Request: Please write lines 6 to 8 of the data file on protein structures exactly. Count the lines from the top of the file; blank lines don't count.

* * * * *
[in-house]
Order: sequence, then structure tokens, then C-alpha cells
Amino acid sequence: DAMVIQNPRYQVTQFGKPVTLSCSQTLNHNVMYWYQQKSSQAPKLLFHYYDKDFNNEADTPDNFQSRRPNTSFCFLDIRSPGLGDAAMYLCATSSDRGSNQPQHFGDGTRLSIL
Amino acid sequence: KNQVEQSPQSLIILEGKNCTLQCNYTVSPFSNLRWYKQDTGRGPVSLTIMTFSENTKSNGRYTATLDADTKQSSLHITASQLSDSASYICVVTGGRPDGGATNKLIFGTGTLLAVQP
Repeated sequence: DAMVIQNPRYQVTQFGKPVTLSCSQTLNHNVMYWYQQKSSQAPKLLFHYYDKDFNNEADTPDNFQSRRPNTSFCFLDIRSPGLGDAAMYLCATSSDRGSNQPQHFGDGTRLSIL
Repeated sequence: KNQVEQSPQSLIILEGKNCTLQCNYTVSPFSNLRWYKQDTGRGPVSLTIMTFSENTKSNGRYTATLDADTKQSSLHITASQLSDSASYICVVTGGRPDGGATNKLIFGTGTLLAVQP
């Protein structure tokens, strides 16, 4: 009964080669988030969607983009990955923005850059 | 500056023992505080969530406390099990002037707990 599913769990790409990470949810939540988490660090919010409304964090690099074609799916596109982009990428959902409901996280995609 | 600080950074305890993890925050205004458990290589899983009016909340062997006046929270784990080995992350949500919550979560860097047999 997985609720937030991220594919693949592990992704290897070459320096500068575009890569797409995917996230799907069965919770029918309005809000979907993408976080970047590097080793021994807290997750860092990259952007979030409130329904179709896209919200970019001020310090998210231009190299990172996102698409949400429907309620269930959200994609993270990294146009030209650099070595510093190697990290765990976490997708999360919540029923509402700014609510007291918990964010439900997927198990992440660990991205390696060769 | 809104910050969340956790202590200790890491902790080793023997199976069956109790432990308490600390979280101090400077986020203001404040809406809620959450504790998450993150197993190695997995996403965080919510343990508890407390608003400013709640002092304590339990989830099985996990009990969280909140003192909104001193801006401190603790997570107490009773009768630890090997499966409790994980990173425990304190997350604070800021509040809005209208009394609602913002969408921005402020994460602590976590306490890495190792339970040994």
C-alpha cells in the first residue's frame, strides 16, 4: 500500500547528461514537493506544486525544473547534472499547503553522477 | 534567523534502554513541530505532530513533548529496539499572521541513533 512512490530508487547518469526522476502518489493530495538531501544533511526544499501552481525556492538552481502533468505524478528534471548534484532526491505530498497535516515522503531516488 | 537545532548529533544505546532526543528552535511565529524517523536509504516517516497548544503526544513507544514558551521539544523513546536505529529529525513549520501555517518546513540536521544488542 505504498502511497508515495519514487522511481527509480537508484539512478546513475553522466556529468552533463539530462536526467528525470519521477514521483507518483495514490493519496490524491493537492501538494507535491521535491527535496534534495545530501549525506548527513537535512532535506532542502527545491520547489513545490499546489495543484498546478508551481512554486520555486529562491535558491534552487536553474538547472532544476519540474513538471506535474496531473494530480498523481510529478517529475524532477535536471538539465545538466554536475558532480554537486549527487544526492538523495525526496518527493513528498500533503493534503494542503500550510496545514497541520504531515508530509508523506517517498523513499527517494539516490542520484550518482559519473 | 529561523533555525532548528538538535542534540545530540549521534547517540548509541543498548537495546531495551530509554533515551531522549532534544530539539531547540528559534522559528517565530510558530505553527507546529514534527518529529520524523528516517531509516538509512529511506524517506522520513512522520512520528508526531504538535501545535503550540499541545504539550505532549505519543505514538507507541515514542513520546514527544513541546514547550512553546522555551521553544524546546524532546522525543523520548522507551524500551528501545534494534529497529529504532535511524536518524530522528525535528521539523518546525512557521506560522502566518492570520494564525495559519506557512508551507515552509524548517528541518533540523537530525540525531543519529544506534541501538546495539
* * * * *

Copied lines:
Repeated sequence: KNQVEQSPQSLIILEGKNCTLQCNYTVSPFSNLRWYKQDTGRGPVSLTIMTFSENTKSNGRYTATLDADTKQSSLHITASQLSDSASYICVVTGGRPDGGATNKLIFGTGTLLAVQP
């Protein structure tokens, strides 16, 4: 009964080669988030969607983009990955923005850059 | 500056023992505080969530406390099990002037707990 599913769990790409990470949810939540988490660090919010409304964090690099074609799916596109982009990428959902409901996280995609 | 600080950074305890993890925050205004458990290589899983009016909340062997006046929270784990080995992350949500919550979560860097047999 997985609720937030991220594919693949592990992704290897070459320096500068575009890569797409995917996230799907069965919770029918309005809000979907993408976080970047590097080793021994807290997750860092990259952007979030409130329904179709896209919200970019001020310090998210231009190299990172996102698409949400429907309620269930959200994609993270990294146009030209650099070595510093190697990290765990976490997708999360919540029923509402700014609510007291918990964010439900997927198990992440660990991205390696060769 | 809104910050969340956790202590200790890491902790080793023997199976069956109790432990308490600390979280101090400077986020203001404040809406809620959450504790998450993150197993190695997995996403965080919510343990508890407390608003400013709640002092304590339990989830099985996990009990969280909140003192909104001193801006401190603790997570107490009773009768630890090997499966409790994980990173425990304190997350604070800021509040809005209208009394609602913002969408921005402020994460602590976590306490890495190792339970040994």
C-alpha cells in the first residue's frame, strides 16, 4: 500500500547528461514537493506544486525544473547534472499547503553522477 | 534567523534502554513541530505532530513533548529496539499572521541513533 512512490530508487547518469526522476502518489493530495538531501544533511526544499501552481525556492538552481502533468505524478528534471548534484532526491505530498497535516515522503531516488 | 537545532548529533544505546532526543528552535511565529524517523536509504516517516497548544503526544513507544514558551521539544523513546536505529529529525513549520501555517518546513540536521544488542 505504498502511497508515495519514487522511481527509480537508484539512478546513475553522466556529468552533463539530462536526467528525470519521477514521483507518483495514490493519496490524491493537492501538494507535491521535491527535496534534495545530501549525506548527513537535512532535506532542502527545491520547489513545490499546489495543484498546478508551481512554486520555486529562491535558491534552487536553474538547472532544476519540474513538471506535474496531473494530480498523481510529478517529475524532477535536471538539465545538466554536475558532480554537486549527487544526492538523495525526496518527493513528498500533503493534503494542503500550510496545514497541520504531515508530509508523506517517498523513499527517494539516490542520484550518482559519473 | 529561523533555525532548528538538535542534540545530540549521534547517540548509541543498548537495546531495551530509554533515551531522549532534544530539539531547540528559534522559528517565530510558530505553527507546529514534527518529529520524523528516517531509516538509512529511506524517506522520513512522520512520528508526531504538535501545535503550540499541545504539550505532549505519543505514538507507541515514542513520546514527544513541546514547550512553546522555551521553544524546546524532546522525543523520548522507551524500551528501545534494534529497529529504532535511524536518524530522528525535528521539523518546525512557521506560522502566518492570520494564525495559519506557512508551507515552509524548517528541518533540523537530525540525531543519529544506534541501538546495539